Courseworks

Were the 1930’s the “Devil’s Decade” or a “Dawn of Affluence” To what extent where Britons living in poverty?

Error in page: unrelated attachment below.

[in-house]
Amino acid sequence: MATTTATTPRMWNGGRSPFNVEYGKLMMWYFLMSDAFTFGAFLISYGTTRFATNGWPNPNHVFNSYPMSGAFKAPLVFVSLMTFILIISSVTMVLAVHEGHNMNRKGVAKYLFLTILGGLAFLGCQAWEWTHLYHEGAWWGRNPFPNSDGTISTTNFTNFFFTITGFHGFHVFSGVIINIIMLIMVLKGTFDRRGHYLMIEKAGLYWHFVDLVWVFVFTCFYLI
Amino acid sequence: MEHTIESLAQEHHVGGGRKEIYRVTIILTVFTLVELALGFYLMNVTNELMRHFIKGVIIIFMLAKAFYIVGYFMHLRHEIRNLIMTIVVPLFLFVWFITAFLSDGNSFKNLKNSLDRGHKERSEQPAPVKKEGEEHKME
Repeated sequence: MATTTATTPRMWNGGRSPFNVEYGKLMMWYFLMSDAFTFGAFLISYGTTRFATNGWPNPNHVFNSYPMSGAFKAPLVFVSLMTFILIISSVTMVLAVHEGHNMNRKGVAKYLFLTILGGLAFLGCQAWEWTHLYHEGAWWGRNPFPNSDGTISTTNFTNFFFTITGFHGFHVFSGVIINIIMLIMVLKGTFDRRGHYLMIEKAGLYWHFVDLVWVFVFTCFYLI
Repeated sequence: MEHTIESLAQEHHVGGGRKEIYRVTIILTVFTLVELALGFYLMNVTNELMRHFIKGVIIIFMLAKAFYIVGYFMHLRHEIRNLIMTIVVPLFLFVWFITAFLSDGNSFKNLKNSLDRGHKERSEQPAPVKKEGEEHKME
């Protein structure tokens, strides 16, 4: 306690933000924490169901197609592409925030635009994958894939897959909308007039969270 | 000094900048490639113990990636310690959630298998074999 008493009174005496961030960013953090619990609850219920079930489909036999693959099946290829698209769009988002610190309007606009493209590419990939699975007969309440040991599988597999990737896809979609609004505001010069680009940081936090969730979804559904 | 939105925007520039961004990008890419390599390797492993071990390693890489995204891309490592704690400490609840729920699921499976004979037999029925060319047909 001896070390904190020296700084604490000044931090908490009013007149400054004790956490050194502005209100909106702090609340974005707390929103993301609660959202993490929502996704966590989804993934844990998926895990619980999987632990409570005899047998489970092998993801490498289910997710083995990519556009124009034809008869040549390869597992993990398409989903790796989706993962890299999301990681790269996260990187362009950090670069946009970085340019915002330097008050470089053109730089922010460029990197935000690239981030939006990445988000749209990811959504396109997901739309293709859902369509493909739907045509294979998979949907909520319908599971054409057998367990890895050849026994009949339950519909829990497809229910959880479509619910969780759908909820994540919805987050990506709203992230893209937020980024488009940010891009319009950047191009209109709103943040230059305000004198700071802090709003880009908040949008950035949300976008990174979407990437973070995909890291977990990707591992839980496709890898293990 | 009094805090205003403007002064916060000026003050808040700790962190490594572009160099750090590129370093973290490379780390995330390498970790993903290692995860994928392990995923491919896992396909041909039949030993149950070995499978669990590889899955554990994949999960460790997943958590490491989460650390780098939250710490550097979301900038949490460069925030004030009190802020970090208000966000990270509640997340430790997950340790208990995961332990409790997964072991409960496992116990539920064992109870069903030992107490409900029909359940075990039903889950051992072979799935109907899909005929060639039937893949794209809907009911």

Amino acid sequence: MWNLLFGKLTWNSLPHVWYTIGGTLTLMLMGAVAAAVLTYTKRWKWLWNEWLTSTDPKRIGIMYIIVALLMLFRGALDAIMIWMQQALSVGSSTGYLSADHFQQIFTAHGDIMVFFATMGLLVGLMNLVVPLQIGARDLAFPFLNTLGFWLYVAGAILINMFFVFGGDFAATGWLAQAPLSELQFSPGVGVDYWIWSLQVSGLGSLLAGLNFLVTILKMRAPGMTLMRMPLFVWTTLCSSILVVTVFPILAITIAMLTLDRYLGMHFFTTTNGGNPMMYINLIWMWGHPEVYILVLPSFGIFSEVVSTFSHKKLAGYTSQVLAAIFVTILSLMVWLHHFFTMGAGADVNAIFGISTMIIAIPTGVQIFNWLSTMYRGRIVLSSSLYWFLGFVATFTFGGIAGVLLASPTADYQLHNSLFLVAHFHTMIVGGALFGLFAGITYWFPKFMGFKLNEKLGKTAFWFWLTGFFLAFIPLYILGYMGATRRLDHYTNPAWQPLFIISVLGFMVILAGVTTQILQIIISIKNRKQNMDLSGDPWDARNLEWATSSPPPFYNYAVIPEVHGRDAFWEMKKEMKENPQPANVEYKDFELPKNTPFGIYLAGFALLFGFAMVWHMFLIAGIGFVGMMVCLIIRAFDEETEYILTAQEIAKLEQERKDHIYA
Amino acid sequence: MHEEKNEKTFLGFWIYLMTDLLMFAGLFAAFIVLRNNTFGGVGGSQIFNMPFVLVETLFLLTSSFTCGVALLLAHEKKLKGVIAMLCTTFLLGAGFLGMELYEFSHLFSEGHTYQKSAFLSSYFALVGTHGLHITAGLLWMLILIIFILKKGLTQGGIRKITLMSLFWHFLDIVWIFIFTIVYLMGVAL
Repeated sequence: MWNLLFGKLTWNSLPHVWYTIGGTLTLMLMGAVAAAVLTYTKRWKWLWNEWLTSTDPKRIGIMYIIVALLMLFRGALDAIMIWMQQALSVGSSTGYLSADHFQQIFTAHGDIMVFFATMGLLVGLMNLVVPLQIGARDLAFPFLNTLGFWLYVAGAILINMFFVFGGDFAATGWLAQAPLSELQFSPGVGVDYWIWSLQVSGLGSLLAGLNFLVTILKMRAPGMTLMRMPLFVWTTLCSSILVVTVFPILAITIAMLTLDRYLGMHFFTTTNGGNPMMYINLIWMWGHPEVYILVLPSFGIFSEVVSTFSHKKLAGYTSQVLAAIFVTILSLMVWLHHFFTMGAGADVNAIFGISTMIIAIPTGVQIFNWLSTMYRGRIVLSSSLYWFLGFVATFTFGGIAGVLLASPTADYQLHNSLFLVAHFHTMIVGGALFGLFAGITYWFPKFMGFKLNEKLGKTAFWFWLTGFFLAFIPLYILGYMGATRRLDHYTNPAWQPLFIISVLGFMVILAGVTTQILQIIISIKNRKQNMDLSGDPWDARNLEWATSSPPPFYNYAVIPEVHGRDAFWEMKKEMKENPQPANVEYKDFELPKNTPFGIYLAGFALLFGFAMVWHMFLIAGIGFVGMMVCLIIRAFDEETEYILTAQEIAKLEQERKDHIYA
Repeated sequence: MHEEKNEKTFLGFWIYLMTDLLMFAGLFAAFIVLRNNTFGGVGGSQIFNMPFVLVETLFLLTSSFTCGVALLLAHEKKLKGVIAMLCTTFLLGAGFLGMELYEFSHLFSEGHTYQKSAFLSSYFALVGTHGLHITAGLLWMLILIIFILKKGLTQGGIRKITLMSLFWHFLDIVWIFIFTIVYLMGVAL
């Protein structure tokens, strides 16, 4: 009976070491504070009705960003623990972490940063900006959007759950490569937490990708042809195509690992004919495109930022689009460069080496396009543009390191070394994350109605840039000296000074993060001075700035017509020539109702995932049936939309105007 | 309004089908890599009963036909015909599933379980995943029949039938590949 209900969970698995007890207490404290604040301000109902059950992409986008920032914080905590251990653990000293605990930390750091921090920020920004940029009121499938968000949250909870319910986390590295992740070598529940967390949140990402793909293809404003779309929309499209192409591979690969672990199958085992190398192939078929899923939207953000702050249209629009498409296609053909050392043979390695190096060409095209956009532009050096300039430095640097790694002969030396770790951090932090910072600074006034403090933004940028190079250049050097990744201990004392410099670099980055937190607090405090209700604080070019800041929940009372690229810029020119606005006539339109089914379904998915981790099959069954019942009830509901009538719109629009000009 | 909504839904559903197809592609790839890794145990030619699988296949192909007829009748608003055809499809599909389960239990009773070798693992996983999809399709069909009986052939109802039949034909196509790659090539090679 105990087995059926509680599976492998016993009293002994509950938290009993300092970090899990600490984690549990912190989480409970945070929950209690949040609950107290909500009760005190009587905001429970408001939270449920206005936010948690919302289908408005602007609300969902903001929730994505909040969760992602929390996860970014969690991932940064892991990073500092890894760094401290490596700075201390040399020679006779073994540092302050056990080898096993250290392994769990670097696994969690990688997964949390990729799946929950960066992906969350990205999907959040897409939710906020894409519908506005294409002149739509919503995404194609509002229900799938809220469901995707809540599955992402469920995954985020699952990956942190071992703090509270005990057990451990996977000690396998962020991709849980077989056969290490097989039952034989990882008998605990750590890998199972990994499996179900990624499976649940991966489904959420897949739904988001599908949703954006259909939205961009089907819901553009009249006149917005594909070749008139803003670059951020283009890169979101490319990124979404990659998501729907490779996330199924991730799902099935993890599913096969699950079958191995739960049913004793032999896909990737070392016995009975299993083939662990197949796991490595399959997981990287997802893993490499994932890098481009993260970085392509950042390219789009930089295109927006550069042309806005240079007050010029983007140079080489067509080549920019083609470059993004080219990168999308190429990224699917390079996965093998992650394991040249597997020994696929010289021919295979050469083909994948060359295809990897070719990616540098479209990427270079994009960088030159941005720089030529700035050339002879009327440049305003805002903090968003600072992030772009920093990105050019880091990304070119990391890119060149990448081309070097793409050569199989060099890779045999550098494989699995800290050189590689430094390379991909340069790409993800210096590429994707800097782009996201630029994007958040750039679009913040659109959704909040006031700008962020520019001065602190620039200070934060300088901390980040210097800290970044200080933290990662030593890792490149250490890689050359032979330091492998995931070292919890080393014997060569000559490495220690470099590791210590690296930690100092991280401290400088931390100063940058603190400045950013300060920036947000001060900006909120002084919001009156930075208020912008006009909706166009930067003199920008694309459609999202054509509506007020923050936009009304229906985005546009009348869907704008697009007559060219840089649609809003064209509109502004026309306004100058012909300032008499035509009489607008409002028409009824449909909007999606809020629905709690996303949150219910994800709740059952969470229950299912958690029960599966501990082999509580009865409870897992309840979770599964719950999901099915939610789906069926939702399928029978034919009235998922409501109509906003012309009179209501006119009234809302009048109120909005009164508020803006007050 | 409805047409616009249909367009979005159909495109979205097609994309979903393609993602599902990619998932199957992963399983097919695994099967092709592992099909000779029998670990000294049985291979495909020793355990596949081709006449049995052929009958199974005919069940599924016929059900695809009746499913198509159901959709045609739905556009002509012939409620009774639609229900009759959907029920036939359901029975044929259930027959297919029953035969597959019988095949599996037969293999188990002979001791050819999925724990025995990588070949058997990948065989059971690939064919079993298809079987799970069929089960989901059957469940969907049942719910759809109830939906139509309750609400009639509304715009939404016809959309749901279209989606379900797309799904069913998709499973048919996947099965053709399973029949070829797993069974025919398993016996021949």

The 1930’s is marred with the image of dilapidated housing, ill health and mass unemployment, however historians such as D.H Aldcroft and John Stevenson have argued this is not necessarily the case. Their representation of the 1930’s showed innovation in our economy due to the unearthing of mass production, better health and greater entertainment and leisure opportunities. This image of poverty is one merely exaggerated and historians are overlooking the economic truths about Britain in favour of unemployed textile workers in Manchester. So were Britons living in poverty? Or is this simply and mythical image.Britain was the father of the industrialisation of Europe, the empire and staple industries in Britain helped support the booming economy. But by the 1930’s the staple industries were falling apart, foreign competition meant that Britain were being pushed out of the market and this left 2.64 million unemployed in 1931. Industries such as shipbuilding saw 30.6% unemployment and this trend on high unemployment was prevalent throughout the core staple industries such as textiles, coal and steel. This bleak image of mass unemployment supports the claim that the 1930’s was the “Devil’s Decade” however John Stevenson noted that actually for the majority of the 1930’s the staple industries were recovering. Steel production which was badly hit by the wave of depression drowning world commerce showed strong recovery. In 1932, at the height of the depression, only 5.2 million tons of steel was produced.However because of new larger factories (that were spreading across Britain) by 1937 13 million tons of steel was produced, a dramatic improvement. Shipbuilding, which was arguably the most devastated industry by the depression, also showed recovery. Although not as phenomenal as the turnaround in steel Britain saw a rise from 133,000 tons of output in 1933 risen to 970,800 tons by 1938, despite never reaching its heyday of production in 1923 the level of stabilisation in the shipbuilding cannot be overlooked. It was no longer the chaotic industry in the early 1930s that shed workers daily but now a growing industry from the ashes of the Wall Street Crash. The recovery in Shipbuilding was partly helped by the incisiveness of the National Government who introduced a Shipbuilders Act of 1935 which made use of scrap metal. Moreover coalmining was showing some improvement as well due to better organisation and government intervention; the Coal Mines Act of 1930, allowed greater efficiency and simply stabilised a spiralling industry.The recovery of the old industries allowed greater employment opportunities but still unemployment was rife in Britain, therefore the new industries erupted. D.H. Aldcroft argued that the 1930’s was a period of “sustained economic growth” and statistics support this. The motoring industry catalysed the economic revolution, with the introduction of mass production methods and new factories emerging in the Midlands and the South East car production rose dramatically. In 1923 only 95,000 cars were produced but by 1937 this number has quintupled to 500,000. As well as for private consumption motoring proved useful in the economy because it allowed better transportation of goods, it could be argued that cars kept Britain’s economy from true devastation. Furthermore the emergence of giant chemical corporations such as I.C.I and Courtauld meant the chemical industry was employing 100,000 men. Unlike the motoring industry chemical factories weren’t only situated in the non depressed areas but in places such as North Wales. Finally the housing boom of the 1930’s created more jobs and was employing 3/4 million men.The housing boom also created a multiplier effect, demand for glass, wood, cement, paint all rose due to the increase in house building. On the other hand consumer goods proved to be more profitable than all other new industries. Large corporate such as Woolworths, Sainsbury, Unilever and Dunlop dominated domestic markets and rationalisation of smaller companies became a tedious occurrence. Because of greater transportation of goods and growing demand for consumer goods (because of a sustained rise in real wages) the consumer goods industry boomed, similar to 1920’s America. Newspapers and cinema was used by companies like Woolworths for advertisement, and the 1930’s proved to be the pioneering age of advertisement.Health and malnutrition taint the image of the 1930’s although is this fully justified? On average by 1939 Britain was a healthier nation then it had been in 1929. Life expectancy had increased to 60 years of age (from 45 in 1900) and death rates, infant mortality rates and maternal mortality rates were all decreasing. Also the conquest of infectious diseases due to greater hygiene and antibiotics allowed further health improvements. Arguably the greatest reason for Britain’s improving health however was our better diet. The consumption of fruit, vegetables and eggs with the reduction of consumption in bread and potatoes meant the average Briton had a more balanced diet. However there is a reason that the 1930’s is connected with malnutrition and poor health, and some of the statistics are shocking, John Boyd Orr, a social investigator and author of Food, Health and Income, conducted a study that looked at the relationship between diet and income. He split 1,000 people into 6 income groups through this sample he revealed that half the population was suffering from some sort of dietary deficiency and more shockingly that one tenth of the population were “chronically ill-nourished”.The Cole brothers, again social investigators, also conducted a study between a working class family and a middle class family, it revealed that the middle class family ate more meat, eggs and fruit were the working class family were more dependent on bread and potatoes. Furthermore it was discovered that regions who were experiencing more hardship from the depression such as Wigan had far higher death rates then somewhere like Harrow which only had a death rate of 73 persons per 1000 (Wigan was 138 persons). Criticism was also raised over infant mortality rates, despite them dropping on a global level there were former colonies that had better health care then Britain. New Zealand only had 32 deaths for every 1000 live births whereas in Britain the statistic was 57. C.E McNally summed up the health situation with “prevention of disease was impossible unless improved housing and dietary conditions could be assured” something that would be impossible for working class families.On the other hand Britain was apparently experiencing greater housing conditions. The interwar period saw the completion of 4 million houses and by 1938 there was a housing surplus of 500,000 houses. Considering that in 1918 there were 610,000 houses fewer then families this is an admirable improvement. The National Government also finally implemented its policies of slum clearance which saw slum housing that littered inner industrial cities removed and new hospitable houses built. New high rise council estates were created as a solution to the slum housing problem which meant less land was used and there were affordable alternatives to the slum houses. Despite these improvements however social investigators still criticised Britain’s housing crisis. The basic problem was there were too much demand for houses and not enough affordable supply.Naturally this resulted in over crowdedness, 12% of Britain’s population were living with 3 or more persons in one room and approximately half a million people in London lived in overcrowded conditions, Islington, Finsbury and Shoreditch particularly suffered from this housing catastrophe. To clarify what slum housing was Sir Ernest Simon spelled it out so people could understand the destitution people had to endure. He defined slum houses as “a fully populated neighbourhood where the houses and conditions of life are of a squalid and wretched character.” Although how can historians argue with slum clearance, it was clearly the right solution to the housing problem. Social investigators of the time along with contemporary historians simply claimed slum housing was removing the symptoms of poverty and not the causes.Slum houses, poor health were only possible because of the poverty crisis, a clear illustration of what poverty Britain was facing is shown through arguably the most important social investigator of the 1930s, Seebohlm Rowntree. His extensive research into social Britain is a brilliant example of the “Devil’s Decade”. Rowntree explained that a family of five could survive on 43 shillings and 6 pence excluding rent, this is the absolute bare minimum needed to maintain “physical efficiency”. For this to work the main wage earner could not take a single day off work, no tobacco and beer, very plain clothing, no sick clubs or trade unions. Any family that lived below this sum of money would be in poverty, he predicted that approximately 18% of the entire population were living in these conditions, with 31.1% of working class in poverty.Children, the elderly, widowers, unemployed, low earners and large families were more likely to be subjected to poverty. Tout, a social investigator situated in Bristol, revealed that 9 out of 10 working class families with more than 4 children would result in the children living below the poverty line, Rowntree also unearthed the alarming fact that 49.7% of children between the ages of one-five (in a working class family) were living below the poverty line. Some mothers couldn’t afford nappies or milk so they substituted this with water and newspapers. Another embarrassing problem was that old age pensions were not sufficient for the elderly to live above the poverty line. If an elderly couple had no other income apart from their old age pension then they would be living in poverty, this shows the utter incompetence of the government’s handling of social services.Furthermore widowers faced a similar benefits trap. As a widower it was inevitable that you would face poverty as men were the predominant wage earners, therefore the government would offer widowers pension. Similar to old age pensions this was not enough to support a women and especially not an entire family. Therefore women could get jobs, but by doing this they would have to get a low paid job and sacrifice their widowers pension, thus widowers faced a double edged sword, either way they would be subjected to abject poverty. The elderly, widowers and children were not the only victms of Britains incapability to protect the poor or sustain an economy, but also the unemployed and low paid. Rowntree stated that a number of trades such as coal miners and cotton workers would be typically paid less then need for basic survival, Unemployment was also growing in the 1930’s which meant that the working class were faced with low paid jobs or benefits. Either way it would result in poverty and once caught in the poverty trap it would be hard to get out, the only real helping hand came through Britain’s late rearmament.Despite being faced with squalid housing, rickets, endless carbohydrates, unemployment, low paid jobs and inevitable poverty at least the 1930’s had an alternative. Paid holidays. Billy Butlins and Blackpool proved the place to be when trying to escape the horrendous conditions of city Britain. Holidays were a new phenomenon in 1930’s Britain with 11 million Britons having paid holidays in 1939 escapes to the seaside grew increasingly popular. Blackpool had 7 million overnight visitors just in 1937! And holiday camps like Butlins in Skegness allowed affordable holidaying. Leisure opportunities also appeared. The cinema, bingo and dance halls were all continuing to grow with 3 cinemas being open every week. The cinema was an affordable enterprise open to all classes in Britain and proved very important to social cohesion throughout the decade. Also after the 1920’s dance halls were becoming very fashionable and boomed in popularity.The 1930’s was a truly remarkable decade; Britain unusually saw affluence and poverty side by side. Although arguably the idea of affluence and poverty in Britain isn’t unusual, it was only because of Seebohlm Rowntree, the Cole brothers, Tout, John Boyd Orr and other social investigators that people actually take notice of the poverty in the 1930’s. One finds confusing that people label the 1930’s as devilish because the working classes abject poverty. I have to raise the question though, when were the working class not in poverty? For century’s industrial workers of Manchester, York, Newcastle had been underpaid and endured inhumane conditions. Personally I feel that the 1930’s simply highlighted the social problems of Britain which had gone unnoticed for decades. It was neither a dawn of affluence nor a devils decade. Despite economic statistics begging to differ, the thorough social investigations dismiss this concept; statistics cannot speak louder than accounted human suffering. Britain in the 1930’s was laced with unemployment, malnutrition and reckless appeasement, but then we also saw cars and pencillin.